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Beauty rises from a Virginia prison where violence against suffragists changed history

Catharine Hamm, Los Angeles Times on

Published in Travel News

Lucy Burns was stripped naked, her hands raised over her head and chained to the bars until the next day.

Some of the women protested the physical abuse of that one night by going on a hunger strike. For their troubles, they were force-fed raw eggs and milk, which made them violently ill.

Those who did not fast were given food so horrific, part of the psychological cat-and-mouse game, that they sent worms found in their soup and bread to the warden.

Lawyers for the women said that because they had been sentenced in the District of Columbia, it was illegal to place them in the Virginia workhouse.

A Virginia judge agreed, and they were returned to D.C. after their Nov. 23 trial. By month's end, all had been released, weakened and, in some cases, permanently worse for the wear.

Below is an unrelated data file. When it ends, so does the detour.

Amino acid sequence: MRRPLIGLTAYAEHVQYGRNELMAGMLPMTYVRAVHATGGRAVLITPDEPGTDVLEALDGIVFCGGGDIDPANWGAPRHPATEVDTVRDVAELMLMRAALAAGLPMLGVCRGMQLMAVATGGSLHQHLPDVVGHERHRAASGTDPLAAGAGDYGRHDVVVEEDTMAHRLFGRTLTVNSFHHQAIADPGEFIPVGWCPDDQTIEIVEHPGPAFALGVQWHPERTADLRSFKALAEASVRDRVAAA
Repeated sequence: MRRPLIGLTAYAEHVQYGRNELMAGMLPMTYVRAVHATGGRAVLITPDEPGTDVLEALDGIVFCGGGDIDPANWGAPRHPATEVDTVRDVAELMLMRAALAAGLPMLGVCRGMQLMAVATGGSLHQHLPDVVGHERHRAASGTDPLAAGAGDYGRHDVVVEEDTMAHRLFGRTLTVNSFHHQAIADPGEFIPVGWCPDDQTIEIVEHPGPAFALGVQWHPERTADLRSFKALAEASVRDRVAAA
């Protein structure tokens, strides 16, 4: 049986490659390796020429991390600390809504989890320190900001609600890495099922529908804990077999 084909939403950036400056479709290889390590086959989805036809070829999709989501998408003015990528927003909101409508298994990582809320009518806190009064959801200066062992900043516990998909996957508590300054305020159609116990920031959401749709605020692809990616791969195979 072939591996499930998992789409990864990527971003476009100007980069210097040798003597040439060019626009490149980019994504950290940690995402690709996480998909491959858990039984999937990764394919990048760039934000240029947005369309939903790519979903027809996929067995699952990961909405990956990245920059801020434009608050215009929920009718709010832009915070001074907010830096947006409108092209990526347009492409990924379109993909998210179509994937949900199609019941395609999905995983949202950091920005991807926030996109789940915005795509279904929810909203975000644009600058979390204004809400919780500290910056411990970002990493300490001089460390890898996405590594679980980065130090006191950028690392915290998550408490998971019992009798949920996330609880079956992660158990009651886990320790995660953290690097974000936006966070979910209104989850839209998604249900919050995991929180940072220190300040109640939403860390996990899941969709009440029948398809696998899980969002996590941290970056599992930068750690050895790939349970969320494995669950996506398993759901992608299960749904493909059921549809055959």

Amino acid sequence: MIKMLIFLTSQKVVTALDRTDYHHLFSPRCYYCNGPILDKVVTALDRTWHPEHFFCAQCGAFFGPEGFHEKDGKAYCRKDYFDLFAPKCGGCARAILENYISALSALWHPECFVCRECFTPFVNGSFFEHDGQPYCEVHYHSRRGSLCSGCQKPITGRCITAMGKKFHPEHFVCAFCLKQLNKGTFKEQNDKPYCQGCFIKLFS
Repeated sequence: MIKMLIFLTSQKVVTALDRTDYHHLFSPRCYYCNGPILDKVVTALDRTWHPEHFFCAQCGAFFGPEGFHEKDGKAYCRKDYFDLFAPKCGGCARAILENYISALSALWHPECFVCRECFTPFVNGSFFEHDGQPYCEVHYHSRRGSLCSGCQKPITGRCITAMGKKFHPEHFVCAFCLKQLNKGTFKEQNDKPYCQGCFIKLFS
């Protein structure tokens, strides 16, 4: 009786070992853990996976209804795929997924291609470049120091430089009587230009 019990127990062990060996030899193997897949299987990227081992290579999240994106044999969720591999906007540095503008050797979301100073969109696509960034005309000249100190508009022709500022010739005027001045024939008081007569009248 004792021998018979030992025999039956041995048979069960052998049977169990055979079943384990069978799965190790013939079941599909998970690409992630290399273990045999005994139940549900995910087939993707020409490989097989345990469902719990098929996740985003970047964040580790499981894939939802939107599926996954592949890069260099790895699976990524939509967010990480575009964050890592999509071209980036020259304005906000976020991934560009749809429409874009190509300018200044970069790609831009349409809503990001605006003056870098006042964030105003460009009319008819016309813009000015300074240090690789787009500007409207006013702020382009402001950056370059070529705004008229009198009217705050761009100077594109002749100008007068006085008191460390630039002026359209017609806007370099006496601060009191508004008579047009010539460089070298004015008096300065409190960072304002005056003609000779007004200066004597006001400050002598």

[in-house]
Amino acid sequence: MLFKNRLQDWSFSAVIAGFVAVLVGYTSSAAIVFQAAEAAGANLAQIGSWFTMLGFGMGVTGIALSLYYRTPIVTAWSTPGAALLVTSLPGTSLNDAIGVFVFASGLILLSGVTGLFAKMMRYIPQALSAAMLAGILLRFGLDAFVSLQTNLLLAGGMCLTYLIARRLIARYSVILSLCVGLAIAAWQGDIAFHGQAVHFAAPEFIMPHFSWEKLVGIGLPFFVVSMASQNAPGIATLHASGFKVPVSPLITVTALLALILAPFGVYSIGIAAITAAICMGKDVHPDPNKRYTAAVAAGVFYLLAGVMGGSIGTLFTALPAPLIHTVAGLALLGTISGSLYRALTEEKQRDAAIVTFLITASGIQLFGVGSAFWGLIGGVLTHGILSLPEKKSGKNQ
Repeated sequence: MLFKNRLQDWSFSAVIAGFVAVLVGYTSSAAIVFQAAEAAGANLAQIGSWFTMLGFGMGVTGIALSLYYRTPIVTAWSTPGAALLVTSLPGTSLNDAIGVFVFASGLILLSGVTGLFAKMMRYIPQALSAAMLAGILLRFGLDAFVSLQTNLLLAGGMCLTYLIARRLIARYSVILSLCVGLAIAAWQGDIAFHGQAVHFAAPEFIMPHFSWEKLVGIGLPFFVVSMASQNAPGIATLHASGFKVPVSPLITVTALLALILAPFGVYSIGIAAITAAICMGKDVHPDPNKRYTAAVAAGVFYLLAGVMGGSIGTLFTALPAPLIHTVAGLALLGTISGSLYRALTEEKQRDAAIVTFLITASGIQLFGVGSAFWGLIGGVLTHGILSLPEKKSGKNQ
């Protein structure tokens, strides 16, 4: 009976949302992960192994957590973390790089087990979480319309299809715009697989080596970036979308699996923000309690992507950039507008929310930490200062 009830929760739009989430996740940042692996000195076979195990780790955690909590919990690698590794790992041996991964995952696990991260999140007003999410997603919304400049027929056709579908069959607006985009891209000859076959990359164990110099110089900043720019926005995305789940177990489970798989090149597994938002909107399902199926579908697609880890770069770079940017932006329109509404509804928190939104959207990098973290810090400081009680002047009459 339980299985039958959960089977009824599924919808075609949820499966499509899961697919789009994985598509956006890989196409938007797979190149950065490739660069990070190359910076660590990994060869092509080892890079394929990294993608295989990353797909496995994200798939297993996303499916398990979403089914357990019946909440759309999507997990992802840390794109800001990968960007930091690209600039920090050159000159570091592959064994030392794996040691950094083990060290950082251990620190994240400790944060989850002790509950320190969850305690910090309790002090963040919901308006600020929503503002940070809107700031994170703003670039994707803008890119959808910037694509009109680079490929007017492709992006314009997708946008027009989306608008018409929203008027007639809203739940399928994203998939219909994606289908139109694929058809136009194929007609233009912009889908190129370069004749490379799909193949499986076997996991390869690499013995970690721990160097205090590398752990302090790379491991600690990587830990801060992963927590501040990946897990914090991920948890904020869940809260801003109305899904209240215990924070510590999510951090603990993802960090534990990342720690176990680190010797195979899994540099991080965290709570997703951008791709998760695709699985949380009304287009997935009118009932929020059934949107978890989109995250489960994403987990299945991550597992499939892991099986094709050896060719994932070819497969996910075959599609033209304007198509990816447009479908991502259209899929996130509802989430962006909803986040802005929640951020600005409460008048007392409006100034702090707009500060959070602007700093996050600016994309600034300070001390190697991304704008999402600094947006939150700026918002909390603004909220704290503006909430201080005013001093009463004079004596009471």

By early January 1918, Wilson expressed his support for the voting rights amendment, which passed the House but failed in the Senate. Some opponents argued that women already had the right to vote in some states, but proponents wanted an amendment to ensure that women had the right in every state.

 

On June 4, 1919, the Senate passed the amendment, which the House had passed two weeks earlier.

Tennessee became the 36th state to ratify the amendment on Aug. 18, 1920. Eight days later, it became part of the U.S. Constitution, more than seven decades after the first women's rights convention in Seneca Falls, N.Y.

HONORING THE SUFFRAGISTS

Occoquan Workhouse had its own happy ending after years of turmoil as Lorton Reformatory, a badly run, crowded and occasionally corrupt prison. It was closed in 2001 and sold to Fairfax County.

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